Dr Eugene Mutimura, the Executive Secretary of the National Council for Science and Technology (NCST)
By Aimable Twahirwa;
Promoting incentives aimed at strengthening the link between industry and academia, is one way that Rwanda’s National Council for Science and Technology (NCST) is considering to overcome numerous challenges and critical issues for Research and Development.
While some countries have been requested to provide material that broadly describes policies related to science, technology and innovation, Rwanda has so far managed to implement new initiatives aimed at involving stakeholders in the setting of research priorities.
According to the Executive Secretary of NCST, Dr Eugene Mutimura, a holistic approach to these efforts was to establish public/ private partnerships in Research and Development with the purpose to enhance business participation and encouraging private sector to invest in research.
Dr Mutimura explains that during the first implementation phase of projects under Science Granting Councils Initiative (SGCI) for which purpose was focusing on strengthening the ability of science granting councils, Rwanda managed to publish two calls that encourage academia-industry collaboration.
Since its inception in 2015, SGCI has been strengthening the capacities of science granting councils (SGCs) in 15 sub-Saharan African countries to support research and evidence-based policies that will contribute to economic and social development.
In line with this commitment to support knowledge exchange with the private sector, NCST has used financial incentives to promote a better alignment with approaches to knowledge exchanges and technology transfers with industry.
Collaborative projects with private sector
According to the NCST, as of today, shining examples of fruitful collaboration between universities and industries focused on the country’s national priority areas.
Yet some of these collaborative projects have finished with tangible result, where by many ideas from research in universities have been put to use through collaboration between universities and private sector actors, Felly Migambi Kalisa, senior analyst at NCST, mentions trainings and workshops as other SGCI’s instruments that were used in Rwanda for building capacity of Private Sector to advance innovation.
Endeavors to find solutions to complex social, environmental and economic challenges – for example, in sustainable energy, agriculture, and food security, as well as the Sustainable Development Goals to end poverty and hunger – have increasingly required collaboration between universities and industry because few organisations have the internal capacity to deliver results on their own.
Since last year, NCST established the “Excellent Research Grant” call in a bid to implement the National Research Innovation Fund (NRIF), the primary vehicle for scientific research and technological innovation public support in Rwanda.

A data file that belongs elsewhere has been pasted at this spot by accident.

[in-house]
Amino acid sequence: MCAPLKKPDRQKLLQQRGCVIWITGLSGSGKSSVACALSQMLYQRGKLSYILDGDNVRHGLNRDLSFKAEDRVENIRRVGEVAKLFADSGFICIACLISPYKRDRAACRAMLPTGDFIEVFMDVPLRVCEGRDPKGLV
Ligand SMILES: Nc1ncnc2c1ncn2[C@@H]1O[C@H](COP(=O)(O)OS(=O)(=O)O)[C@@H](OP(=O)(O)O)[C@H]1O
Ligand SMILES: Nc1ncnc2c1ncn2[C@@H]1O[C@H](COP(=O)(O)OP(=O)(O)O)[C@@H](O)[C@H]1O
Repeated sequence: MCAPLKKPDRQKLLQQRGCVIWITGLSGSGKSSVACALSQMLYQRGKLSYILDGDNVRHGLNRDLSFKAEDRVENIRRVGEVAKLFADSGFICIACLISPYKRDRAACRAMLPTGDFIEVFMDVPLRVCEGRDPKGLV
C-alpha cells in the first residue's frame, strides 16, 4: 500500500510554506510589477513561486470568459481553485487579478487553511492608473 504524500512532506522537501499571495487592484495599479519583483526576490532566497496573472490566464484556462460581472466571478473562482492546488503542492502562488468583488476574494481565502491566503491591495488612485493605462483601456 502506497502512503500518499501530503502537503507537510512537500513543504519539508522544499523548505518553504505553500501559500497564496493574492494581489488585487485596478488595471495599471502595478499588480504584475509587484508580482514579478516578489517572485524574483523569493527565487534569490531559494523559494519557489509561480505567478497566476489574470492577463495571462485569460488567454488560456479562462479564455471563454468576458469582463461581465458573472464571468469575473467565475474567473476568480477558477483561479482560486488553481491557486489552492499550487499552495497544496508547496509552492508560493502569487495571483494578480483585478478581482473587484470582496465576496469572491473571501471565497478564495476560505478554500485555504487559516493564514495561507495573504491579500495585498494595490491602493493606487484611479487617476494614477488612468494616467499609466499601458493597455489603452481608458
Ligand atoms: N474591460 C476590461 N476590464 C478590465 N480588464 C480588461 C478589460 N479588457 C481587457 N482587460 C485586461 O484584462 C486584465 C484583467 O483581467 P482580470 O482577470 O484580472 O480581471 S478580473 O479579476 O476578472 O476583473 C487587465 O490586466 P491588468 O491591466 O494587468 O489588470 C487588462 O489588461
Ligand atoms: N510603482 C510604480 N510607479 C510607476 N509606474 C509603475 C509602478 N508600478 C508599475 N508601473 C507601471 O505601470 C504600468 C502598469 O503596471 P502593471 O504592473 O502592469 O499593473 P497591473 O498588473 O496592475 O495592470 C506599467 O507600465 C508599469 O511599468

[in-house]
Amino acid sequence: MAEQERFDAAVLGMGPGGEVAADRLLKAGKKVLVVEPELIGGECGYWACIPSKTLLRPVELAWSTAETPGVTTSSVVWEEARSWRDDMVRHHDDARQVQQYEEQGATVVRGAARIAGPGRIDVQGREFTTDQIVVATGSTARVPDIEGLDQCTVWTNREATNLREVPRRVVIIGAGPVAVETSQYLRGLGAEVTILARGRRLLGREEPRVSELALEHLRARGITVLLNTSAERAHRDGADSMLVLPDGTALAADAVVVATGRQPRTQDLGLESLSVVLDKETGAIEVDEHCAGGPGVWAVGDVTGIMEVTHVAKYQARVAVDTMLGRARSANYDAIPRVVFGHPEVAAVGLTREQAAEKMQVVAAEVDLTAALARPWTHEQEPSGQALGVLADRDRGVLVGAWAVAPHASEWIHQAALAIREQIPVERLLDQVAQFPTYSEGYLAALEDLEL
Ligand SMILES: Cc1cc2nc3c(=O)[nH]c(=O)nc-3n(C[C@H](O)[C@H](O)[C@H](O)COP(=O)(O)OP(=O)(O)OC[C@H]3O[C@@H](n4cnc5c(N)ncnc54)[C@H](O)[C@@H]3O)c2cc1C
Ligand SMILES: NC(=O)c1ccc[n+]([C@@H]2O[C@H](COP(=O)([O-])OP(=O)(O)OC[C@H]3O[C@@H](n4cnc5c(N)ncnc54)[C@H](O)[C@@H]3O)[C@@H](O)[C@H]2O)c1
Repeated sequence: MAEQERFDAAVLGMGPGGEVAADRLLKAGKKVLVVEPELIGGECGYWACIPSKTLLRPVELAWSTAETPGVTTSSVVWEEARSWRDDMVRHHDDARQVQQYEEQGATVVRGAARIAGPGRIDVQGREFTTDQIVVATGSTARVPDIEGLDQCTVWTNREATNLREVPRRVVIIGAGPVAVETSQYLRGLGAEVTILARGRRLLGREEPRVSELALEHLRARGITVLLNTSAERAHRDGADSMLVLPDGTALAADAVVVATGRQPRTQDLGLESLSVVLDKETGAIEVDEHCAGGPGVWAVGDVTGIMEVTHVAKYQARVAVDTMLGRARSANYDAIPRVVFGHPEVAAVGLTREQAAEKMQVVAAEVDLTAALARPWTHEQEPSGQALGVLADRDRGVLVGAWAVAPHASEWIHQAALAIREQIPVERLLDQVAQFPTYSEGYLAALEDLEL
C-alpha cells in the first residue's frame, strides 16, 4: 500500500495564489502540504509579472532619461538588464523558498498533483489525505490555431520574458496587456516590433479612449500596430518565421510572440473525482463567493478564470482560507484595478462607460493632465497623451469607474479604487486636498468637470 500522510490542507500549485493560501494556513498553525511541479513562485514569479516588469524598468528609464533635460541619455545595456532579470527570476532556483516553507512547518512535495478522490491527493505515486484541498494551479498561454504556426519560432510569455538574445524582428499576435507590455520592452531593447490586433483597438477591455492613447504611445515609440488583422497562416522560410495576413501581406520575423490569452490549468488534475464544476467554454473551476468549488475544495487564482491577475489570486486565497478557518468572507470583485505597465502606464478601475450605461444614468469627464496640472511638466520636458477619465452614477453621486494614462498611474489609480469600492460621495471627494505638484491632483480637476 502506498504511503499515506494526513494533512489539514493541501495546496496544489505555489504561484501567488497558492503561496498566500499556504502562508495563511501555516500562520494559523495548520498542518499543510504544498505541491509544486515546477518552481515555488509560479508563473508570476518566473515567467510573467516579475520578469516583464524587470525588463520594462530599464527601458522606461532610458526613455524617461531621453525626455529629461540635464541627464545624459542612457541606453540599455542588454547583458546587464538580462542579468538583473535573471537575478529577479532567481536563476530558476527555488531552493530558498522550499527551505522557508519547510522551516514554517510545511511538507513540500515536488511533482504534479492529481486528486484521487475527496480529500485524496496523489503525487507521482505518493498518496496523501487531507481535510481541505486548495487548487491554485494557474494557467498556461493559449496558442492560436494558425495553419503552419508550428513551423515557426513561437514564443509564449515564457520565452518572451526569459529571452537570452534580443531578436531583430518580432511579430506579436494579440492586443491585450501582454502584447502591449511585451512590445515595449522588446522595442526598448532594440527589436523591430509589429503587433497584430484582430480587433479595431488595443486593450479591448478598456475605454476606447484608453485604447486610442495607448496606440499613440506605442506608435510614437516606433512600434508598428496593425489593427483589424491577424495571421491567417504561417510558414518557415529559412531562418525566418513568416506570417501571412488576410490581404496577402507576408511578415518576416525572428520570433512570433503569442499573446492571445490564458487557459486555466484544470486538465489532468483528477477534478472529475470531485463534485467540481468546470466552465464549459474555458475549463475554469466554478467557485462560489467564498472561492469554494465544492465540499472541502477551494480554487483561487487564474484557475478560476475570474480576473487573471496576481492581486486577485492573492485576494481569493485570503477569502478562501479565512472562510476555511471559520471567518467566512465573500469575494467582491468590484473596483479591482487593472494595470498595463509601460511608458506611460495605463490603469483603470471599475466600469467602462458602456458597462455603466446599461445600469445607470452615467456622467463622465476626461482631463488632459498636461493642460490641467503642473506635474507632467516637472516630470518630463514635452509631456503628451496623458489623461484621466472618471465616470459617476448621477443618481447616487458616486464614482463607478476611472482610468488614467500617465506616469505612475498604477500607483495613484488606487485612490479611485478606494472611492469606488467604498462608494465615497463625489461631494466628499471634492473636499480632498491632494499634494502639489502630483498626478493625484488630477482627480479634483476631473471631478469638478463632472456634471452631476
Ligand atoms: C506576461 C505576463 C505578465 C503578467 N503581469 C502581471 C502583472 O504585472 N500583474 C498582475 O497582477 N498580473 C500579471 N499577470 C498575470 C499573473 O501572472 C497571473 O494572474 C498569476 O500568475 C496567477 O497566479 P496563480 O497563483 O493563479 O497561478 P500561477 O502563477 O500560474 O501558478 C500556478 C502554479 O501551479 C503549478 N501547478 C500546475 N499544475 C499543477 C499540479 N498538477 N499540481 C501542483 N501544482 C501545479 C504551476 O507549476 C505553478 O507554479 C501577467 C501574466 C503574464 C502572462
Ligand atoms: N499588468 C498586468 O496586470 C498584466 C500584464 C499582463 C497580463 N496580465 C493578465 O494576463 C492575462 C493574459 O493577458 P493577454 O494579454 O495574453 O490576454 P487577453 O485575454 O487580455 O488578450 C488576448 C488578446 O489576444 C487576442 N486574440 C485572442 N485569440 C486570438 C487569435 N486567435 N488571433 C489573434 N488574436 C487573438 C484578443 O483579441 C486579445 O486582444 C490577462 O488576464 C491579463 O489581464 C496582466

The NRIF’s goal is to develop citizen-centric, knowledge-based solutions to social problems, develop research excellence and foster innovation and technology advancement.
Universities, academics and the National Council of Science and Technology also wish to see results from research put into practice.
With the commercialization and monetization of intellectual property (IP), Dr Mutimura also encourages Rwandan scientists and engineers to take advantage of this merit-based fund to generate and use original knowledge to benefit Rwanda, the region and beyond.
In the Rwandan context IP administration has now been moved from the Ministry of Trade and Industry to Rwanda Development Board (RDB) as part of on-going legal and commercial reforms aimed at facilitating business entry and commercial activities while strengthening university-industry ties.
“A key element in the first implementation phase of this initiative has also been to encourage collaboration between science granting councils,” Dr Mutimura explains.
Through these incentives to motivate researchers, NCST has awarded grants to 11 successful proposals from public and private universities and research institutions in Rwanda.
Currently, officials at Rwanda’s NCST take into delight to notice that despite being a new institution, staff at national granting council has acquired knowledge in research management through various trainings and workshops organized by SGCI.
“The processes involved in the complete value chain from proposals to award, were improved and streamlined thanks to various trainings organized,” Dr Mutimura said.
Rwanda’s National STI Policy has the principal objective of ‘Integrating science, technology, scientific research and innovation in a framework that shall include capacity building, technical transfer initiatives and the promotion of innovation, in the context of issues facing the country.
The programme focuses on priority areas, including agricultural productivity, geothermal energy and geosciences, appropriate technology, food processing and food technology, clean drinking water and sanitation, and bio-fuels among others.